Volkswagen chair resigns after losing CEO showdown

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Ferdinand Piech, a towering figure at Volkswagen for more than two decades, resigned as its chairman on Saturday after losing a showdown with Chief Executive Martin Winterkorn.

Piech, the 78-year-old grandson of the inventor of the Volkswagen Beetle, had previously seen off other executives who crossed him, including his hand-picked successor as Volkswagen CEO, Bernd Pischetsrieder.

But this time, he was unexpectedly isolated in a five-to-one vote of Volkswagen's steering committee last week as labour representatives, the state of Lower Saxony and even his own cousin Wolfgang Porsche stood firmly behind Winterkorn.

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"The members of the steering committee came to a consensus that, in the light of the past weeks, the mutual trust necessary for successful cooperation was no longer there," the six-member panel said in a statement after another meeting on Saturday.

"Against this background, Professor Doctor Ferdinand K. Piech resigned from his office as chairman as well as all his supervisory board mandates within the Volkswagen group with immediate effect."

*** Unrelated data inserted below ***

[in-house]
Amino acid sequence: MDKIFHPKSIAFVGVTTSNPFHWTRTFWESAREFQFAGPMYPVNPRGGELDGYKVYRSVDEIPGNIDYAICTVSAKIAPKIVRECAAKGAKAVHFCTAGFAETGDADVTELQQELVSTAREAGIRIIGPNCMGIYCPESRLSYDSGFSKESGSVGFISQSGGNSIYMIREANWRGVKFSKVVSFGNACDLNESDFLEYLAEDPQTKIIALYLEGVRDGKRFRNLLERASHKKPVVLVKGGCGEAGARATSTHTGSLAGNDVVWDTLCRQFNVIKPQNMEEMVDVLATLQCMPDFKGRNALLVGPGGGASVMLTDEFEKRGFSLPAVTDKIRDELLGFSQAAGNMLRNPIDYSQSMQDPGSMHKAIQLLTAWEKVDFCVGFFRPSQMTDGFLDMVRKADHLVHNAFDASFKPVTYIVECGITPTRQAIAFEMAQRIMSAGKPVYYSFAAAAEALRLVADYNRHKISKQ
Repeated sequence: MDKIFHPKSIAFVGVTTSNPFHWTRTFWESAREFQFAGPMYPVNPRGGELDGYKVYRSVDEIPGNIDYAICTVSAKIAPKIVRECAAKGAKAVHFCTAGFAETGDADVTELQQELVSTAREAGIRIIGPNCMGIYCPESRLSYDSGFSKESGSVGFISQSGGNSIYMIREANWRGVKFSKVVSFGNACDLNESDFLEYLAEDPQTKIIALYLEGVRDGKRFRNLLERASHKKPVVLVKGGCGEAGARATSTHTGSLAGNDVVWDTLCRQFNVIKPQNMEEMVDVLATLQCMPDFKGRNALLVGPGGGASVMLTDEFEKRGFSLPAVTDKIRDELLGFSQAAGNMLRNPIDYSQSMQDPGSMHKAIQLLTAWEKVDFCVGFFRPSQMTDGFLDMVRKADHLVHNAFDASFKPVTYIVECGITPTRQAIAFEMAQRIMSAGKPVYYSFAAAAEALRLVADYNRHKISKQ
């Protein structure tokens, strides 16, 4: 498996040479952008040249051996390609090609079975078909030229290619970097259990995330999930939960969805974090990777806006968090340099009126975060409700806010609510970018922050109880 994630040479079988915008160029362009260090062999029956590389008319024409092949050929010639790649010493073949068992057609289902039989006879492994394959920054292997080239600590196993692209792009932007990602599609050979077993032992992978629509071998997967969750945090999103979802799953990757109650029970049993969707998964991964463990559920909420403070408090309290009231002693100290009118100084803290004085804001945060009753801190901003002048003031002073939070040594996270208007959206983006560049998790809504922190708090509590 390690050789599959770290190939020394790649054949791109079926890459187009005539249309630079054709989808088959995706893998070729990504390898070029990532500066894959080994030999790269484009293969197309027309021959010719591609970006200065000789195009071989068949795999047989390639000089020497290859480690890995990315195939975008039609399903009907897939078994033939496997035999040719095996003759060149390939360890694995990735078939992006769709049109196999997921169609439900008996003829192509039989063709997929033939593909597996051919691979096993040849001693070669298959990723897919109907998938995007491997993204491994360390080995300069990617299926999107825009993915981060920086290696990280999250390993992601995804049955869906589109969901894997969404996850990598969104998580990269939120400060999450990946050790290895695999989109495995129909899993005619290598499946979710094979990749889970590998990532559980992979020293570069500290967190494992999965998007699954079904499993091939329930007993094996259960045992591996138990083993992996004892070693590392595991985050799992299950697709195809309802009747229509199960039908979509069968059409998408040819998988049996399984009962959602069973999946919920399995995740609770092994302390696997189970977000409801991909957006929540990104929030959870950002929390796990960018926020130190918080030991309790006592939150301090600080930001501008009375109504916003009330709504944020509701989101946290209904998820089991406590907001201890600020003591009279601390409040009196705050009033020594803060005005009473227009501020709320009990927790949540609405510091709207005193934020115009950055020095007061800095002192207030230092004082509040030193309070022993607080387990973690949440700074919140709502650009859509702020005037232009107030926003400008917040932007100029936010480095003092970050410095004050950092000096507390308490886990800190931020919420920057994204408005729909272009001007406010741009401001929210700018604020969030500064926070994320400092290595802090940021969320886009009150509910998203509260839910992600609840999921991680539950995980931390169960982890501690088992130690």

The leadership row burst into the open this month when the news weekly Der Spiegel quoted Piech, the patriarch of the family that owns 51 percent of voting rights in VW, as saying he had "distanced" himself from CEO Winterkorn.

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The comment came at a time when VW is cutting billions of euros of costs and revamping structures to boost profitability, having struggled with underperformance in the United States and declining profitability at its core autos division.

A survey by the advisory firm Evercore ISI shortly after the crisis broke out found that 65 percent of institutional investors would welcome a change of CEO and 80 percent were in favour of a new chairman.

"VW cannot be managed with such ongoing uncertainty surrounding management succession," Evercore automotive analyst Arnd Ellinghorst wrote in a note on Friday.

"In the interest of shareholders, workers and customers, it might be best to accelerate change now, rather than muddling through for a couple of years and fighting similar succession battles over and over again at a later stage."

Tensions between Piech and Winterkorn appeared to have eased a week ago when senior supervisory board members backed the CEO, leaving Piech the odd man out and forcing him to agree to a joint statement supporting Winterkorn.

But sources said at the time he would have faced calls for his own resignation had he not backed the CEO, and a source close to VW said on Friday that the Piech and Porsche families had held another meeting this week, indicating that there are still ongoing differences.

Deputy Chairman Berthold Huber will assume interim leadership of the board until the election of a new chairman, Volkswagen said on Saturday, adding that Piech's wife Ursula had also resigned from the supervisory board.